Human safety precautions – FHB damaged crops can be harvested and handled safely, provided normal precautions are taken to avoid exposure to grain dust. Grain dust is a hazardous substance, regardless of whether the Fusarium fungus is present. Various fungi and moulds in the dust can cause allergic reactions and lung irritation, and prolonged exposure can lead to serious breathing problems. Growers should take all the same precautions they would if handling mouldy grain. These precautions include using masks, goggles and protective clothing.
The 2022 season with prolonged high humidity (>80%) during flowering and grain fill was extremely conducive to FHB and WGD infection and development. Extended cool conditions which prolonged the flowering period were also likely a big factor in the increased prevalence of FHB and WGD this season.
If FHB is the result of basal infection of Fusarium crown rot, then the underlying issue needs to be rectified through an integrated disease management plan including crop rotation. Determining the cause of FHB or WGD is important when providing appropriate future management advice. In the majority of situations tested so far it was the FCR fungus (Fp) reminding us that it does not go away in wet years. If grain fill conditions had been hot and dry what would the level of whitehead expression and yield loss from FCR been in your crop?
The research undertaken as part of this project is made possible by the significant contributions of growers and their advisers through their support of the GRDC. The author also acknowledges the ongoing support for northern pathology capacity by NSW DPI.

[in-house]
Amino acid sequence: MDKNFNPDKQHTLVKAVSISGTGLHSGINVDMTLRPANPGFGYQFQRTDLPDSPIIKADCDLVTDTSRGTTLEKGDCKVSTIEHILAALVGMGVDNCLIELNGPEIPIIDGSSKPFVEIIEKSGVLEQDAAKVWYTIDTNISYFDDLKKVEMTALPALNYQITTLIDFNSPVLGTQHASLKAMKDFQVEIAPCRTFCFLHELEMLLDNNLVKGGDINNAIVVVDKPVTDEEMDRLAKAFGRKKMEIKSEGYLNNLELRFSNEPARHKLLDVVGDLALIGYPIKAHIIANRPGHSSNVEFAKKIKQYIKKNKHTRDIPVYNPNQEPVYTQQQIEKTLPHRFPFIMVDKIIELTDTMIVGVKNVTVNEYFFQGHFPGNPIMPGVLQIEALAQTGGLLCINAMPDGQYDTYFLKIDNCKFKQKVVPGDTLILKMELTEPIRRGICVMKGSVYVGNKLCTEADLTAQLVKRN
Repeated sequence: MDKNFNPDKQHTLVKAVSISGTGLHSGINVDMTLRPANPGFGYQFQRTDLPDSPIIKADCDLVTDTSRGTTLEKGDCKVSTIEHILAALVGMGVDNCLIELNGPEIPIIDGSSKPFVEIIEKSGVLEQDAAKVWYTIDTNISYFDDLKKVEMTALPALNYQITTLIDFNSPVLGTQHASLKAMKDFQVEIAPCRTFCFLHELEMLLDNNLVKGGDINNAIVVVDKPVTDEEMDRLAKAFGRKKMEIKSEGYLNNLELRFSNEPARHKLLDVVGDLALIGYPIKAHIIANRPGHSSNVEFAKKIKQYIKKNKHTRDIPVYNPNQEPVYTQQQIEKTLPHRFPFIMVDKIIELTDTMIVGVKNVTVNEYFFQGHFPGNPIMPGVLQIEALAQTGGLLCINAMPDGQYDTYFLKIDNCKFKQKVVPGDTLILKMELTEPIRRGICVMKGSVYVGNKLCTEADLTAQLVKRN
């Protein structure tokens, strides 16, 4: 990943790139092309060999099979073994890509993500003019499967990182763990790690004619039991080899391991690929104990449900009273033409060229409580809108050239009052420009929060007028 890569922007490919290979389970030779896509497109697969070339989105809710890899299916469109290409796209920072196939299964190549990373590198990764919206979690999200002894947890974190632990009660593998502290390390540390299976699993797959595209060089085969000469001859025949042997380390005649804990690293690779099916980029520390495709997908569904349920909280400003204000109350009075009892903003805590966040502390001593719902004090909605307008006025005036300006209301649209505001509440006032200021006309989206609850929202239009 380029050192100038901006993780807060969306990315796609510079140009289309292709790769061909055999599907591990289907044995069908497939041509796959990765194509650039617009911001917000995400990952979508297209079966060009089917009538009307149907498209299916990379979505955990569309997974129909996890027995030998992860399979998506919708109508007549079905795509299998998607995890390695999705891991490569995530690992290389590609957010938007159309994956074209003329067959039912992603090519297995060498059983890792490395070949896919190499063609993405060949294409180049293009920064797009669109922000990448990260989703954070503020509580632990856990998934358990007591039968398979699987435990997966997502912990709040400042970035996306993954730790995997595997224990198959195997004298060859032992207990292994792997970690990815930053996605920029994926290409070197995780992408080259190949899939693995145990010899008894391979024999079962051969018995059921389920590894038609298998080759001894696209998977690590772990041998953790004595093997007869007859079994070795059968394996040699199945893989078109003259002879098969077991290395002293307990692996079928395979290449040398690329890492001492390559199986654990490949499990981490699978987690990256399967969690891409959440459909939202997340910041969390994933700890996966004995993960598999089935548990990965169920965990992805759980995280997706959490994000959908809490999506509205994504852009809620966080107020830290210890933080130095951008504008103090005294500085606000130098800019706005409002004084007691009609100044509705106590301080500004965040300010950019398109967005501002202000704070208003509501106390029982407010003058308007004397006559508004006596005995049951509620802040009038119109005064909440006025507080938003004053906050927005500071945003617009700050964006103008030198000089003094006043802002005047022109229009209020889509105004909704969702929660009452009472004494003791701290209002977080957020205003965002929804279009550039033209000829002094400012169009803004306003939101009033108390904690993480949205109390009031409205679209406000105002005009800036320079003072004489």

Chilvers M, Nagelkirk M, Tenuta A, Smith D, Wise K and Paul P (2016) Managing wheat leaf diseases and Fusarium head blight (head scab), Michigan Stat University, MSU Extension.
Simpfendorfer S, Giblot-Ducray D, Harley D and McKay A (2017) Where did the low levels of Fusarium head blight come from in 2016 and what does it mean, GRDC Update Paper.
US Food and Drug Administration (2010) Guidance for industry and FDA: Advisory levels of deoxynivalenol (DON) in finished wheat products for human consumption and grains and grain by-products used for animal feed
Testing of grain infection levels
Send 200-250 g seed in plastic double zip lock bags with variety and location to Steven Simpfendorfer at Tamworth laboratories (above). No charge as funded by GRDC project.
Pre-sowing paddock FCR/FHB risk
PREDICTA®B soil/stubble testing available through SARDI.
Or alternatively contact Steven Simpfendorfer or your Local Land Services office about stubble testing.
NSW DPI podcasts: are now on popular streaming platforms, such as Apple and Spotify. Just search for NSW DPI Agronomy. Alternatively, you can subscribe and receive NSW DPI podcasts on Soundcloud.
Date published: February 2023
® Registered trademark
Was this page helpful?